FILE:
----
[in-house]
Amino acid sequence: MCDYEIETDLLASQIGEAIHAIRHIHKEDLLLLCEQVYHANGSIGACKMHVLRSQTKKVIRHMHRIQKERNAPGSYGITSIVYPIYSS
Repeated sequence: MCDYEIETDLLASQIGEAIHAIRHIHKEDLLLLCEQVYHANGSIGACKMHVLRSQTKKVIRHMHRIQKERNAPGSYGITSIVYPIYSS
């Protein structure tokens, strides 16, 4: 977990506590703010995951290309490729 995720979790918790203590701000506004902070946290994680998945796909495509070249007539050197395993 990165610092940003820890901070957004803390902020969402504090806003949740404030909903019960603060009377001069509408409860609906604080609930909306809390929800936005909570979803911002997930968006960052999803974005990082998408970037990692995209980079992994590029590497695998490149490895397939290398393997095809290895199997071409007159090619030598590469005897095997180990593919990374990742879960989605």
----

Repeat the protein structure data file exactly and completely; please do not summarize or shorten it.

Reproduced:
[in-house]
Amino acid sequence: MCDYEIETDLLASQIGEAIHAIRHIHKEDLLLLCEQVYHANGSIGACKMHVLRSQTKKVIRHMHRIQKERNAPGSYGITSIVYPIYSS
Repeated sequence: MCDYEIETDLLASQIGEAIHAIRHIHKEDLLLLCEQVYHANGSIGACKMHVLRSQTKKVIRHMHRIQKERNAPGSYGITSIVYPIYSS
């Protein structure tokens, strides 16, 4: 977990506590703010995951290309490729 995720979790918790203590701000506004902070946290994680998945796909495509070249007539050197395993 990165610092940003820890901070957004803390902020969402504090806003949740404030909903019960603060009377001069509408409860609906604080609930909306809390929800936005909570979803911002997930968006960052999803974005990082998408970037990692995209980079992994590029590497695998490149490895397939290398393997095809290895199997071409007159090619030598590469005897095997180990593919990374990742879960989605």